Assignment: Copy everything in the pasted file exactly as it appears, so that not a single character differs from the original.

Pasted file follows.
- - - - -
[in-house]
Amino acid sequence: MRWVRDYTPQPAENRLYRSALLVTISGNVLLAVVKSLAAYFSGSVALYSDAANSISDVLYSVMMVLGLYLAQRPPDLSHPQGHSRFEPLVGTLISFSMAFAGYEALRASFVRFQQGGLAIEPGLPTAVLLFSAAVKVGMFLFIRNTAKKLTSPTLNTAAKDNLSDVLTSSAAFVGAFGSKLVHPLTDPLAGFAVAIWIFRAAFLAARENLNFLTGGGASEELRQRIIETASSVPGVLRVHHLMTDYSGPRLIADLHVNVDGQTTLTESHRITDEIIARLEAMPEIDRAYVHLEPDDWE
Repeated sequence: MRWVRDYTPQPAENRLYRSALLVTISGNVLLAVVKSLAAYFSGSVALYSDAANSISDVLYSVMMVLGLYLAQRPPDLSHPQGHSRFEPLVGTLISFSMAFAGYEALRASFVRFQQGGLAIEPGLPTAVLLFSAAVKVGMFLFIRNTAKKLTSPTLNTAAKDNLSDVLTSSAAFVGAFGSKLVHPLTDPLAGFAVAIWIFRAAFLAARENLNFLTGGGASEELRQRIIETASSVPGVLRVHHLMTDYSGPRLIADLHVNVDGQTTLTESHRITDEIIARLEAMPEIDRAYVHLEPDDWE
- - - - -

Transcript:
[in-house]
Amino acid sequence: MRWVRDYTPQPAENRLYRSALLVTISGNVLLAVVKSLAAYFSGSVALYSDAANSISDVLYSVMMVLGLYLAQRPPDLSHPQGHSRFEPLVGTLISFSMAFAGYEALRASFVRFQQGGLAIEPGLPTAVLLFSAAVKVGMFLFIRNTAKKLTSPTLNTAAKDNLSDVLTSSAAFVGAFGSKLVHPLTDPLAGFAVAIWIFRAAFLAARENLNFLTGGGASEELRQRIIETASSVPGVLRVHHLMTDYSGPRLIADLHVNVDGQTTLTESHRITDEIIARLEAMPEIDRAYVHLEPDDWE
Repeated sequence: MRWVRDYTPQPAENRLYRSALLVTISGNVLLAVVKSLAAYFSGSVALYSDAANSISDVLYSVMMVLGLYLAQRPPDLSHPQGHSRFEPLVGTLISFSMAFAGYEALRASFVRFQQGGLAIEPGLPTAVLLFSAAVKVGMFLFIRNTAKKLTSPTLNTAAKDNLSDVLTSSAAFVGAFGSKLVHPLTDPLAGFAVAIWIFRAAFLAARENLNFLTGGGASEELRQRIIETASSVPGVLRVHHLMTDYSGPRLIADLHVNVDGQTTLTESHRITDEIIARLEAMPEIDRAYVHLEPDDWE